skryť: skryl som (I hid / I have hidden); bol som skryl (I had hidden)
skrývať: skrýval som; bol som skrýval.
skryť: skryjem
skrývať: budem skrývať
skryť: skryl by som (I would hide), bol by som skryl (I would have hidden)
skrývať: skrýval by som; bol by som skrýval
skryť: je skrytý; sa skryje
skrývať: je skrývaný; sa skrýva
skryť: skrytý
skrývať: skrývaný
skryť: skryjúci
skrývať: skrývajúci
skryť: skryjúc (by hiding (perfective))
skrývať: skrývajúc ((while/during) hiding)
skryť: skrytie
skrývať: skrývanie


Several conjugation paradigms exist as follows: [18]

á-type verbs (Class I)
volať, to callSingularPluralPast tense (masculine – feminine – neuter)
1st personvolámvolámevolalvolalavolalo
2nd personvolášvoláte
3rd personvolávolajú
á-type verbs (Class I) + rhythmical rule
bývať, to live, dwell, but not existSingularPluralPast tense
1st personbývambývamebývalbývalabývalo
2nd personbývašbývate
3rd personbývabývajú
á-type verbs (Class I) (soft stem)
vracať, to return or (mostly in slang) to vomitSingularPluralPast tense
1st personvraciamvraciamevracalvracalavracalo
2nd personvraciašvraciate
3rd personvraciavracajú
í-type verbs (Class V)
robiť, to do, workSingularPluralPast tense
1st personrobímrobímerobilrobilarobilo
2nd personrobíšrobíte
3rd personrobírobia
í-type verbs (Class V) + rhythmical rule
vrátiť, to returnSingularPluralPast tense
1st personvrátimvrátimevrátilvrátilavrátilo
2nd personvrátišvrátite
3rd personvrátivrátia
e-type verbs (Class IV) (-ovať)
kupovať, to buySingularPluralPast tense
1st personkupujemkupujemekupovalkupovalakupovalo
2nd personkupuješkupujete
3rd personkupujekupujú
e-type verbs (Class IV) (-nuť, typically preceded by a consonant)
zabudnúť, to forgetSingularPluralPast tense
1st personzabudnemzabudnemezabudolzabudlazabudlo
2nd personzabudnešzabudnete
3rd personzabudnezabudnú
ie-type verbs (Class V)
vidieť, to seeSingularPluralPast tense
1st personvidímvidímevidelvidelavidelo
2nd personvidíšvidíte
3rd personvidívidia
ie-type verbs (Class III) (-nuť, typically preceded by a vowel)
minúť, to spend, missSingularPluralPast tense
1st personminiemminiememinulminulaminulo
2nd personminiešminiete
3rd personminieminú
ie-type verbs (Class III) (-, -, -)
niesť, to carrySingularPluralPast tense
1st personnesiemnesiemeniesolnieslanieslo
2nd personnesiešnesiete
3rd personnesienesú
ie-type verbs (Class II) (-nieť)
stučnieť, to carry (be fat)SingularPluralPast tense
1st personstučniemstučniemestučnelstučnelastučnelo
2nd personstučniešstučniete
3rd personstučniestučnejú
Irregular verbs
byť, to bejesť, to eatvedieť, to know
1st singularsomjemviem
2nd singularsiješvieš
3rd singularjejevie
1st pluralsmejemevieme
2nd pluralstejeteviete
3rd pluraljediavedia
Past tensebol, bola, bolojedol, jedla, jedlovedel, vedela, vedelo


Adverbs are formed by replacing the adjectival ending with the ending -o or -e / -y. Sometimes both -o and -e are possible. Examples include the following:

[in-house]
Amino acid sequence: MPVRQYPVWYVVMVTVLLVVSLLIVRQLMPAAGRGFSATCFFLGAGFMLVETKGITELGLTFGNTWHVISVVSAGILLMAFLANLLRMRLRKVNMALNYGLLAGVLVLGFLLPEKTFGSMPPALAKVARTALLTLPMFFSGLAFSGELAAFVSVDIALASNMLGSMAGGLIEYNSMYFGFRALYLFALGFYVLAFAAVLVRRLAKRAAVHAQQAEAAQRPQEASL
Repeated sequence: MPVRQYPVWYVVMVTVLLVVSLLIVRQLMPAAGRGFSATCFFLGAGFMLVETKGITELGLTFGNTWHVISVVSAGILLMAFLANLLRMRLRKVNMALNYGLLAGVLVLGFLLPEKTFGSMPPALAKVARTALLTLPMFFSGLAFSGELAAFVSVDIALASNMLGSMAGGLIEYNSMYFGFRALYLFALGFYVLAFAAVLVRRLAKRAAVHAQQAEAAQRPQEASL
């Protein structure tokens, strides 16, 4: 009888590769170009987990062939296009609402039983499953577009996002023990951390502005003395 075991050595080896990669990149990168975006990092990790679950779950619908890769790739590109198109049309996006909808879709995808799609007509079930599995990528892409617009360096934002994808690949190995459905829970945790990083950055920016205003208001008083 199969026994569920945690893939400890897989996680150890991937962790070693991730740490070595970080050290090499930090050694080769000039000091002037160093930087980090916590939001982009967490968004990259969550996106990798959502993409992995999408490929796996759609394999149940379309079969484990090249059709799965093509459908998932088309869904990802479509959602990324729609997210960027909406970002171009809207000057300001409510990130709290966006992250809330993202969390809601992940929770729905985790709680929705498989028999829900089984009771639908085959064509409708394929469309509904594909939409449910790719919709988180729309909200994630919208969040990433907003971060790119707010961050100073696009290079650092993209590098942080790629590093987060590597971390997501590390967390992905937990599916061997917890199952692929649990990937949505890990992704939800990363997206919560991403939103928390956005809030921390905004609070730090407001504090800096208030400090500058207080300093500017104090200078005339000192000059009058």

vysoký (high) – vysoko (highly)
pekný (nice) – pekne (nicely)
priateľský (friendly) – priateľsky (in a friendly manner)
rýchly (fast) – rýchlo (quickly)

The comparative of adverbs is formed by replacing the adjectival ending with a comparative/superlative ending -(ej)ší or -(ej)šie, whence the superlative is formed with the prefix naj-. Examples include the following:

rýchly (fast) – rýchlejší (faster) – najrýchlejší (fastest): rýchlo (quickly) – rýchlejšie (more quickly) – najrýchlejšie (most quickly)


Each preposition is associated with one or more grammatical cases. The noun governed by a preposition must agree with the preposition in the given context. The preposition od always calls for the genitive case, but some prepositions such as po can call for different cases depending on the intended sense of the preposition.

from friends = od priateľov (genitive case of priatelia)
around the square = po námestí (locative case of námestie)
up to the square = po námestie (accusative case of námestie)


Relationships to other languages

Slovak is a descendant of Proto-Slavic, itself a descendant of Proto-Indo-European. It is closely related to the other West Slavic languages, primarily to Czech and Polish. Czech also influenced the language in its later development. The highest number of borrowings in the old Slovak vocabulary come from Latin, German, Czech, Hungarian, Polish and Greek (in that order). [19] Recently, it is also influenced by English.


Although most dialects of Czech and Slovak are mutually intelligible (see Comparison of Slovak and Czech), eastern Slovak dialects are less intelligible to speakers of Czech and closer to Polish and East Slavic, and contact between speakers of Czech and speakers of the eastern dialects is limited.

Since the dissolution of Czechoslovakia it has been permitted to use Czech in TV broadcasting and during court proceedings (Administration Procedure Act 99/1963 Zb.). From 1999 to August 2009, the Minority Language Act 184/1999 Z.z., in its section (§) 6, contained the variously interpreted unclear provision saying that "When applying this act, it holds that the use of the Czech language fulfills the requirement of fundamental intelligibility with the state language"; the state language is Slovak and the Minority Language Act basically refers to municipalities with more than 20% ethnic minority population (no such Czech municipalities are found in Slovakia). Since 1 September 2009 (due to an amendment to the State Language Act 270/1995 Z.z.) a language "fundamentally intelligible with the state language" (i.e. the Czech language) may be used in contact with state offices and bodies by its native speakers, and documents written in it and issued by bodies in the Czech Republic are officially accepted. Regardless of its official status, Czech is used commonly both in Slovak mass media and in daily communication by Czech natives as an equal language.